Kehinde Wiley: The Yellow Wallpaper at William Morris Gallery, London

28 February 2020 By

Quanna Noble of Dalston stands looking straight out at her audience.  She wears special edition Converse All Stars with Adidas leggings and the portrait reproduces her gel nail art in minute detail.  One reviewer of this exhibition eloquently described the expressions of Wiley’s models as ‘unfuckwithable’.  Wiley finds his models through a process he refers to as ‘street casting’ – literally going out into the streets and approaching people cold.  What attracts him is a certain attitude, a person’s style, their ‘carriage’.  A lot of people say ‘no’ to him, but a good few agree to be photographed as subjects for his paintings.

The exhibition just opened at the William Morris Gallery in Walthamstow, east London, is distinct within Wiley’s work for a number of reasons.  Wiley has painted presidents – most famously Barack Obama – and rock royalty, like his commissioned portrait of Michael Jackson.  The artist has also been noted for his use of anonymous models: typically, street cast young black men transposed into pastiches of historical paintings.  In The Yellow Wallpaper, the six oval portraits are of named individuals, depicted more or less naturalistically against the signature Wiley background.

This is also the first time Wiley has made an exhibition featuring an all-female cast of models.  When he was first beginning to gain critical attention, Wiley’s work was noted for a certain eroticism in his paintings of young African-American men.  The sensual rendering of skin – all satiny perfection and copper glow – remains a constant and is a foundation of the underlying political project in Wiley’s life, namely the corrective depiction of people too routinely presented in only negative terms.  It’s about race, and it’s about class.  At the William Morris Gallery, it’s also about gender.  The background to Quanna Noble’s portrait is based on the Honeysuckle wallpaper produced by the William Morris company in the 1880s.   It should be noted that this design was in fact by Morris’ youngest daughter May Morris – a formidable businesswoman and designer in her own right, and subject of the exhibition that immediately preceded Wiley at the gallery.

The Yellow Wallpaper is the title of a text by the American author Charlotte Perkins Gilman, a semi-autobiographical and proto-feminist tale of a woman confined to her bedroom after being diagnosed with ‘hysteria’.  It is a parable of the dangers of denying women their independence. In all six portraits, Wiley’s female models are so manifestly comfortable in their own skin, so self-possessed that it would be superfluous to transpose them into history paintings to make a point about their essential nobility.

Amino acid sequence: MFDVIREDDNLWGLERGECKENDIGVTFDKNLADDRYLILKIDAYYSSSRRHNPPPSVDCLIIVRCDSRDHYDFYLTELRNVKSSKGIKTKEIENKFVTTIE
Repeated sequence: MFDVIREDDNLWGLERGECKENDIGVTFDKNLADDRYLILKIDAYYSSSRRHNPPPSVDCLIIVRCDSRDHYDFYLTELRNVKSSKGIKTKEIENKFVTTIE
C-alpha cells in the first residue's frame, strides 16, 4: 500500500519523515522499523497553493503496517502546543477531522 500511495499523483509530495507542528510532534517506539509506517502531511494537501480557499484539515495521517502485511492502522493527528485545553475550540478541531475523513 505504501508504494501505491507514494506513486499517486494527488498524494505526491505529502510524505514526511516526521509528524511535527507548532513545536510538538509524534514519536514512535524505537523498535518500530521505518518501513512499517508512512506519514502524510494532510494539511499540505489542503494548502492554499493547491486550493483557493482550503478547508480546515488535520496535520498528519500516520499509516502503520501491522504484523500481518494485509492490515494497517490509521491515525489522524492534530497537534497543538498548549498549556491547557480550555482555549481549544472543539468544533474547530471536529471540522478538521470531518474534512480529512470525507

Gilman and May Morris were friends, incidentally, adding an additional layer of interest to the fascinating confluence of makers and thinkers assembled in Wiley’s show.  Kehinde Wiley first came to know the designs of the William Morris Company while helping his mother sell bric-a-brac in South Central Los Angeles in the 1980s.  Drawn instinctively to colour and intricate patterning, Morris’ late 19th century designs, intended to bring art into ordinary middle class homes, have been a regular source for Wiley’s paintings.  Tendrils of the English flora beloved of Morris break free from their geometrical frames and twine themselves around the sitters.  In Portrait of Asia-Imani, Gabriella-Esnae, and Kaya Palmer, 2020, the immaculate white socks of the little girl droop around slender ankles in tender contrast to the curlicues of stylised foliage.  In Portrait of Mojisola Elufowoju, 2020, the delicate climbing rose half screens the body of the sitter, in counterpoint to her assertive pose.

Wiley’s work is at home here, in the museum dedicated to Morris, the great socialist, radical, democratiser of art, champion of craftsmanship. While we can all have our 15 seconds of fame on Instagram now, to be immortalised in the artform previously reserved for the aristocratic, the famous, or at very least the wealthy, means something. No museum can afford to ignore the people who live their lives outside of the museum gates.  Kehinde Wiley’s paintings address centuries of inequality and lack of representation in a joyous, empowering contemporary portraiture.  Those paintings that Wiley titles with the historic work that lends the compositional framework – Equestrian Portrait of King Philip II, 2009, or Saint Jerome Hearing the Trumpet of the Last Judgment, 2018, for example – are more overtly political perhaps.  Here in London, in this exhibition of new work that is so anchored to place, we have something that operates in a slightly quieter register, but deploys its tactics to no lesser an effect.


Caroline Douglas


William Morris GalleryLloyd Park, Forest Road, London E17 4PP. Open Tuesday-Sunday 10.00-17.00. Exhibition continues until 25 May 2020.


Kehinde Wiley’s Narrenschiff, 2017 will also be on display from the 14 May 2020 at The Box, Plymouth which was presented by the Contemporary Art Society through the Collections Fund at Frieze, 2018/19